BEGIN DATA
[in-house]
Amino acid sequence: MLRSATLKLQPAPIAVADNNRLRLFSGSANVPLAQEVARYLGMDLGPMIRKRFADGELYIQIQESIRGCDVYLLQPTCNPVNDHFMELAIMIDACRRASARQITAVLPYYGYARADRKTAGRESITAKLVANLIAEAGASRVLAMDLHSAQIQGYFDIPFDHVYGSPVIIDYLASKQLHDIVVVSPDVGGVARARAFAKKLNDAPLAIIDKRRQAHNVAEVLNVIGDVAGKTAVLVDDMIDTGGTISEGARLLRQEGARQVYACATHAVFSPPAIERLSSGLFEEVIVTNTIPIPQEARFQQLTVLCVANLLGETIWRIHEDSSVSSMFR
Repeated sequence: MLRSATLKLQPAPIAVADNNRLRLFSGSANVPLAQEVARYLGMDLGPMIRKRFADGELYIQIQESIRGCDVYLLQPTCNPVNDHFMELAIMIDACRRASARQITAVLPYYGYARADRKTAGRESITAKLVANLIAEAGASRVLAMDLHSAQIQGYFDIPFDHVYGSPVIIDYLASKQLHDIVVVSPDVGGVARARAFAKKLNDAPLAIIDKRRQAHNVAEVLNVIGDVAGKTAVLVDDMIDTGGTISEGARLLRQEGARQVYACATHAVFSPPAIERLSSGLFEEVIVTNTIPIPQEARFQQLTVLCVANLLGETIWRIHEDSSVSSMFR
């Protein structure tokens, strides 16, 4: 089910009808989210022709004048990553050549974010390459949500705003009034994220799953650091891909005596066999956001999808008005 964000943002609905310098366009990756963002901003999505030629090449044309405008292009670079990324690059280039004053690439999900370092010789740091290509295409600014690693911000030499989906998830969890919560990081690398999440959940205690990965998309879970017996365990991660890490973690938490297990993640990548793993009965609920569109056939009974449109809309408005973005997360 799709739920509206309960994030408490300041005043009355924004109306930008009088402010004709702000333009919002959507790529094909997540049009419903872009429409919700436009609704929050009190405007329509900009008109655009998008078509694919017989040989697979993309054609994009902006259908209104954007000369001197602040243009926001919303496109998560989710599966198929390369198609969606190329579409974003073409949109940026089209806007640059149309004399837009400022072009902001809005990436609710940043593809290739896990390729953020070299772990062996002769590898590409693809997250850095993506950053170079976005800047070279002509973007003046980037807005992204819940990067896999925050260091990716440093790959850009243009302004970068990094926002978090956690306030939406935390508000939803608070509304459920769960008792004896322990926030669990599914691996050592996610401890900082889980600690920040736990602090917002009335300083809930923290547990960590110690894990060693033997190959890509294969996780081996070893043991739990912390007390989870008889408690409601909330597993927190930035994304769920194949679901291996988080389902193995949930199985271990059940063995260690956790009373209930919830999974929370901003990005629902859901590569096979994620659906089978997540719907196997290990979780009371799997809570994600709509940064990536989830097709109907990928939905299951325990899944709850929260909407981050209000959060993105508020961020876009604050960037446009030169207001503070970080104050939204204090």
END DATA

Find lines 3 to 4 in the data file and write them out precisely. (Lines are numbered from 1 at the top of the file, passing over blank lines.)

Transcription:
Repeated sequence: MLRSATLKLQPAPIAVADNNRLRLFSGSANVPLAQEVARYLGMDLGPMIRKRFADGELYIQIQESIRGCDVYLLQPTCNPVNDHFMELAIMIDACRRASARQITAVLPYYGYARADRKTAGRESITAKLVANLIAEAGASRVLAMDLHSAQIQGYFDIPFDHVYGSPVIIDYLASKQLHDIVVVSPDVGGVARARAFAKKLNDAPLAIIDKRRQAHNVAEVLNVIGDVAGKTAVLVDDMIDTGGTISEGARLLRQEGARQVYACATHAVFSPPAIERLSSGLFEEVIVTNTIPIPQEARFQQLTVLCVANLLGETIWRIHEDSSVSSMFR
């Protein structure tokens, strides 16, 4: 089910009808989210022709004048990553050549974010390459949500705003009034994220799953650091891909005596066999956001999808008005 964000943002609905310098366009990756963002901003999505030629090449044309405008292009670079990324690059280039004053690439999900370092010789740091290509295409600014690693911000030499989906998830969890919560990081690398999440959940205690990965998309879970017996365990991660890490973690938490297990993640990548793993009965609920569109056939009974449109809309408005973005997360 799709739920509206309960994030408490300041005043009355924004109306930008009088402010004709702000333009919002959507790529094909997540049009419903872009429409919700436009609704929050009190405007329509900009008109655009998008078509694919017989040989697979993309054609994009902006259908209104954007000369001197602040243009926001919303496109998560989710599966198929390369198609969606190329579409974003073409949109940026089209806007640059149309004399837009400022072009902001809005990436609710940043593809290739896990390729953020070299772990062996002769590898590409693809997250850095993506950053170079976005800047070279002509973007003046980037807005992204819940990067896999925050260091990716440093790959850009243009302004970068990094926002978090956690306030939406935390508000939803608070509304459920769960008792004896322990926030669990599914691996050592996610401890900082889980600690920040736990602090917002009335300083809930923290547990960590110690894990060693033997190959890509294969996780081996070893043991739990912390007390989870008889408690409601909330597993927190930035994304769920194949679901291996988080389902193995949930199985271990059940063995260690956790009373209930919830999974929370901003990005629902859901590569096979994620659906089978997540719907196997290990979780009371799997809570994600709509940064990536989830097709109907990928939905299951325990899944709850929260909407981050209000959060993105508020961020876009604050960037446009030169207001503070970080104050939204204090």